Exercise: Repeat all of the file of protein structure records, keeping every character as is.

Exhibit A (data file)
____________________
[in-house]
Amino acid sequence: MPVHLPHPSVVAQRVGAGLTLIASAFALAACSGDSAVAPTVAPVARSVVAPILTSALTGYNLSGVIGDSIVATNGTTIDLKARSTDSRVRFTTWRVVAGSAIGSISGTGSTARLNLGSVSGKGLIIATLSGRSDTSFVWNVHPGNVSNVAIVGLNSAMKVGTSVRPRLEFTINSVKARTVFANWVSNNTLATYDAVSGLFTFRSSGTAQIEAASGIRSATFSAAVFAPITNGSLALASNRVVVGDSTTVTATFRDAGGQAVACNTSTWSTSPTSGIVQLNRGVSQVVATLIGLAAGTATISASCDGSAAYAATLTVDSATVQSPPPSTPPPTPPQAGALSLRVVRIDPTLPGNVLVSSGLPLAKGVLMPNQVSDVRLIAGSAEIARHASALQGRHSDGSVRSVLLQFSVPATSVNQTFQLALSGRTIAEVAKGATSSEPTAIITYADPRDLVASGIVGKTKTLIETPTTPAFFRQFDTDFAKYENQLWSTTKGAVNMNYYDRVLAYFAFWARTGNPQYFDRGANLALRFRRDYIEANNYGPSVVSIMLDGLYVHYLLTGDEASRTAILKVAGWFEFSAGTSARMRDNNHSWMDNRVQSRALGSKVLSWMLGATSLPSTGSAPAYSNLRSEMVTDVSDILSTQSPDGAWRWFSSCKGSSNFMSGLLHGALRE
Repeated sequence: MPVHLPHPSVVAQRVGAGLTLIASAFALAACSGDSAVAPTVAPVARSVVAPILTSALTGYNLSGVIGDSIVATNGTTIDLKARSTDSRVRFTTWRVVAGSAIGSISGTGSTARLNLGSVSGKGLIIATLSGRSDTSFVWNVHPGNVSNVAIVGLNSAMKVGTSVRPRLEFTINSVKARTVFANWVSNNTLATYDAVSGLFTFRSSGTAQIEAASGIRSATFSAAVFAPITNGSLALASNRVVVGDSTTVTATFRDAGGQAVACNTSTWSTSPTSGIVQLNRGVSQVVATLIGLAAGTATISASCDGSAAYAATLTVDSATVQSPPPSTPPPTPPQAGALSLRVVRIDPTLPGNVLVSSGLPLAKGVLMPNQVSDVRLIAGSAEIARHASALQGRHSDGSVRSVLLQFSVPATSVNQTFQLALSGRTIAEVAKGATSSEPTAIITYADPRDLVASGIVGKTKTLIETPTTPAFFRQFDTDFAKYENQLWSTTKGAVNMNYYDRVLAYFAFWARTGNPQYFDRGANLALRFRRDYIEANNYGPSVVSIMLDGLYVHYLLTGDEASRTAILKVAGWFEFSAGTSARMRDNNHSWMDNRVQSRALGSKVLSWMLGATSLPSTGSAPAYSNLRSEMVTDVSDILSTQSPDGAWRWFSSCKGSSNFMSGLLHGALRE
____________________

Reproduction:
[in-house]
Amino acid sequence: MPVHLPHPSVVAQRVGAGLTLIASAFALAACSGDSAVAPTVAPVARSVVAPILTSALTGYNLSGVIGDSIVATNGTTIDLKARSTDSRVRFTTWRVVAGSAIGSISGTGSTARLNLGSVSGKGLIIATLSGRSDTSFVWNVHPGNVSNVAIVGLNSAMKVGTSVRPRLEFTINSVKARTVFANWVSNNTLATYDAVSGLFTFRSSGTAQIEAASGIRSATFSAAVFAPITNGSLALASNRVVVGDSTTVTATFRDAGGQAVACNTSTWSTSPTSGIVQLNRGVSQVVATLIGLAAGTATISASCDGSAAYAATLTVDSATVQSPPPSTPPPTPPQAGALSLRVVRIDPTLPGNVLVSSGLPLAKGVLMPNQVSDVRLIAGSAEIARHASALQGRHSDGSVRSVLLQFSVPATSVNQTFQLALSGRTIAEVAKGATSSEPTAIITYADPRDLVASGIVGKTKTLIETPTTPAFFRQFDTDFAKYENQLWSTTKGAVNMNYYDRVLAYFAFWARTGNPQYFDRGANLALRFRRDYIEANNYGPSVVSIMLDGLYVHYLLTGDEASRTAILKVAGWFEFSAGTSARMRDNNHSWMDNRVQSRALGSKVLSWMLGATSLPSTGSAPAYSNLRSEMVTDVSDILSTQSPDGAWRWFSSCKGSSNFMSGLLHGALRE
Repeated sequence: MPVHLPHPSVVAQRVGAGLTLIASAFALAACSGDSAVAPTVAPVARSVVAPILTSALTGYNLSGVIGDSIVATNGTTIDLKARSTDSRVRFTTWRVVAGSAIGSISGTGSTARLNLGSVSGKGLIIATLSGRSDTSFVWNVHPGNVSNVAIVGLNSAMKVGTSVRPRLEFTINSVKARTVFANWVSNNTLATYDAVSGLFTFRSSGTAQIEAASGIRSATFSAAVFAPITNGSLALASNRVVVGDSTTVTATFRDAGGQAVACNTSTWSTSPTSGIVQLNRGVSQVVATLIGLAAGTATISASCDGSAAYAATLTVDSATVQSPPPSTPPPTPPQAGALSLRVVRIDPTLPGNVLVSSGLPLAKGVLMPNQVSDVRLIAGSAEIARHASALQGRHSDGSVRSVLLQFSVPATSVNQTFQLALSGRTIAEVAKGATSSEPTAIITYADPRDLVASGIVGKTKTLIETPTTPAFFRQFDTDFAKYENQLWSTTKGAVNMNYYDRVLAYFAFWARTGNPQYFDRGANLALRFRRDYIEANNYGPSVVSIMLDGLYVHYLLTGDEASRTAILKVAGWFEFSAGTSARMRDNNHSWMDNRVQSRALGSKVLSWMLGATSLPSTGSAPAYSNLRSEMVTDVSDILSTQSPDGAWRWFSSCKGSSNFMSGLLHGALRE